Take the 2-minute tour ×
Stack Overflow is a question and answer site for professional and enthusiast programmers. It's 100% free, no registration required.

I have a dataframe with 3 columns- L1, L2, L3- of data and empty columns labeled L1+L2, L2+L3, L3+L1, L1-L2, etc. combinations of column operations. Is there a way to check the column name and perform the necessary operation to fill that new column with data?

I am thinking: -use match to find the appropriate original columns and using a for loop to iterate over all of the columns in this search? so if the column I am attempting to fill is L1+L2 I would have something like: apply(dataframe[,c(i, j), 1, sum)

share|improve this question
    
you can use strsplit –  Metrics Aug 13 '13 at 18:23

2 Answers 2

up vote 3 down vote accepted

It seems strange that you would store your operations in your column names, but I suppose it is possible to achieve:

As always, sample data helps.

## Creating some sample data
mydf <- setNames(data.frame(matrix(1:9, ncol = 3)), 
                 c("L1", "L2", "L3"))

## The operation you want to do...
morecols <- c(
  combn(names(mydf), 2, FUN=function(x) paste(x, collapse = "+")),
  combn(names(mydf), 2, FUN=function(x) paste(x, collapse = "-"))
)

## THE FINAL SAMPLE DATA
mydf[, morecols] <- NA
mydf
#   L1 L2 L3 L1+L2 L1+L3 L2+L3 L1-L2 L1-L3 L2-L3
# 1  1  4  7    NA    NA    NA    NA    NA    NA
# 2  2  5  8    NA    NA    NA    NA    NA    NA
# 3  3  6  9    NA    NA    NA    NA    NA    NA

One solution could be to use eval(parse(...)) within lapply to perform the calculations and store them to the relevant column.

mydf[morecols] <- lapply(names(mydf[morecols]), function(x) {
  with(mydf, eval(parse(text = x)))
})
mydf
#   L1 L2 L3 L1+L2 L1+L3 L2+L3 L1-L2 L1-L3 L2-L3
# 1  1  4  7     5     8    11    -3    -6    -3
# 2  2  5  8     7    10    13    -3    -6    -3
# 3  3  6  9     9    12    15    -3    -6    -3
share|improve this answer
    
Wow thanks! Quick question about the syntax- so eval evaluates expressions only, so you are using parse to create an expression from a string? –  user2631296 Aug 13 '13 at 18:34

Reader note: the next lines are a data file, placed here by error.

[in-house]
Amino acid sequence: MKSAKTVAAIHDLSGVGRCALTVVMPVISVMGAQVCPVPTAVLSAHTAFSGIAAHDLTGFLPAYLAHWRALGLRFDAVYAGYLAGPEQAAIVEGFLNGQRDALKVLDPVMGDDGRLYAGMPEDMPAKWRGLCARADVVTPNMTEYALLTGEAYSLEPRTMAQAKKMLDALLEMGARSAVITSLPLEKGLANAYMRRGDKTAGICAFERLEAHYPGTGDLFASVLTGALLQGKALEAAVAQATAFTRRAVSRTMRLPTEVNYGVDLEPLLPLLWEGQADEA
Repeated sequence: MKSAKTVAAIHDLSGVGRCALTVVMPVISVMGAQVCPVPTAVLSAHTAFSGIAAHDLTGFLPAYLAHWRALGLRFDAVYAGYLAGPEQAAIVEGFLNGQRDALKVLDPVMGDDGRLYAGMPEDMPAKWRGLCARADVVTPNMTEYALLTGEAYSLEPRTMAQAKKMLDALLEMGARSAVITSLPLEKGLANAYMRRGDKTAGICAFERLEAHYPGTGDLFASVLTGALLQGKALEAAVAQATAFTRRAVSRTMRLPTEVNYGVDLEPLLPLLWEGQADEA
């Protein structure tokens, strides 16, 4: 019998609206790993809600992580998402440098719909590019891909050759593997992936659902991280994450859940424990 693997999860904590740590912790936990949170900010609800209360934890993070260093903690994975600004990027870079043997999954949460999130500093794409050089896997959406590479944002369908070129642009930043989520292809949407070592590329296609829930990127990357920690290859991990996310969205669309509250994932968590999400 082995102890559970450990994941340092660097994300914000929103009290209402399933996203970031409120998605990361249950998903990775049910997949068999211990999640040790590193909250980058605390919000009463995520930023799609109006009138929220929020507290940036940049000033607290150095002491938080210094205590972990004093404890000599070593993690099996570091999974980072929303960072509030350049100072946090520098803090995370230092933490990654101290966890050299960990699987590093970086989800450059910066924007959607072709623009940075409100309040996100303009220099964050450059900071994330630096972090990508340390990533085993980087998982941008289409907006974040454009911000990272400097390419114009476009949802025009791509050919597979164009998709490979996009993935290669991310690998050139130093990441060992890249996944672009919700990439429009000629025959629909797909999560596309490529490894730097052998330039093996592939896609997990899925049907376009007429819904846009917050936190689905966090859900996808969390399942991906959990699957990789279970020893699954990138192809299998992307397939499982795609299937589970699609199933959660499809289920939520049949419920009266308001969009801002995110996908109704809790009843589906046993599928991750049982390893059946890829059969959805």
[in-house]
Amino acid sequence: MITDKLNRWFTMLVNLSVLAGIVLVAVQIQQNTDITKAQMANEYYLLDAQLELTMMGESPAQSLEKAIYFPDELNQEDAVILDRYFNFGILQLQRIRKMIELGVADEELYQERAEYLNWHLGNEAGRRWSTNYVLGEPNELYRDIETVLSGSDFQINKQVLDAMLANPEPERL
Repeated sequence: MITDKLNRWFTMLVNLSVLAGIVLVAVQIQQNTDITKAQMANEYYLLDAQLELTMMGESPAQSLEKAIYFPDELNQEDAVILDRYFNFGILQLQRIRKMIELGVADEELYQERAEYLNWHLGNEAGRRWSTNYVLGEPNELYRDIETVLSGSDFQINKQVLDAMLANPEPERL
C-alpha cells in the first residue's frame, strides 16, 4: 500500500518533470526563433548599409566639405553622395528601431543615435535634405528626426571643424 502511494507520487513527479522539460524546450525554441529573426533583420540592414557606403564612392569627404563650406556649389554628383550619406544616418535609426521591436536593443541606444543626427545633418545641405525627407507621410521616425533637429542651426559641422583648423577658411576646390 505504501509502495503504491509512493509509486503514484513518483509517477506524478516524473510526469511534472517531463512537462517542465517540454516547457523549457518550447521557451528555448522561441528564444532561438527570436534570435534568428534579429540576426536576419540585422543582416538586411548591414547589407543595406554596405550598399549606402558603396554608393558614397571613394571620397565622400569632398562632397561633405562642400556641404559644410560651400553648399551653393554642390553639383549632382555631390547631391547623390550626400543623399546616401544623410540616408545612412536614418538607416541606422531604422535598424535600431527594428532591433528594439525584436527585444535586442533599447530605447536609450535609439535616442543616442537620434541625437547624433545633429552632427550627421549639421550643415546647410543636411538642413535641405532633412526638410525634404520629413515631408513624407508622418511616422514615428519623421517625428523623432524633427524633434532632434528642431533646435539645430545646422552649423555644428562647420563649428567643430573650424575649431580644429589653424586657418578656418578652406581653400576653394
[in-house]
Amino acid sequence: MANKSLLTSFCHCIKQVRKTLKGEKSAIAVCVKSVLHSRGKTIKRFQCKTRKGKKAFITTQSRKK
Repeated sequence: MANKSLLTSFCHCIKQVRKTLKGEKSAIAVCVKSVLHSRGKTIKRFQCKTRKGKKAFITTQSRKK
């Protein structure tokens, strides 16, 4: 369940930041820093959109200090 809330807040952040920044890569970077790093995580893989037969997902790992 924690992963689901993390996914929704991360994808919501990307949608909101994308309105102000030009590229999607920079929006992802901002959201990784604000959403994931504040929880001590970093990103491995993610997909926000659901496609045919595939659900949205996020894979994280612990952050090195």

@user2631296, Pretty much. The output of parse is an expression, but it is not evaluated, hence the need for eval. –  Ananda Mahto Aug 13 '13 at 18:37
    
Ah okay understood. –  user2631296 Aug 13 '13 at 18:39
dfrm <- data.frame( L1=1:3, L2=1:3, L3=3+1,  `L1+L2`=NA, 
                   `L2+L3`=NA, `L3+L1`=NA, `L1-L2`=NA, 
                    check.names=FALSE)
dfrm
#------------
  L1 L2 L3 L1+L2 L2+L3 L3+L1 L1-L2
1  1  1  4    NA    NA    NA    NA
2  2  2  4    NA    NA    NA    NA
3  3  3  4    NA    NA    NA    NA
#-------------
 dfrm[, 4:7] <- lapply(names(dfrm[, 4:7]), 
                       function(nam) eval(parse(text=nam), envir=dfrm) )
 dfrm
#-----------
  L1 L2 L3 L1+L2 L2+L3 L3+L1 L1-L2
1  1  1  4     2     5     5     0
2  2  2  4     4     6     6     0
3  3  3  4     6     7     7     0

I chose to use eval(parse(text=...)) rather than with, since the use of with is specifically cautioned against in its help page. I'm not sure I can explain why the eval(..., target_dfrm) form should be any safer, though.

share|improve this answer

Your Answer

 
discard

By posting your answer, you agree to the privacy policy and terms of service.

Not the answer you're looking for? Browse other questions tagged or ask your own question.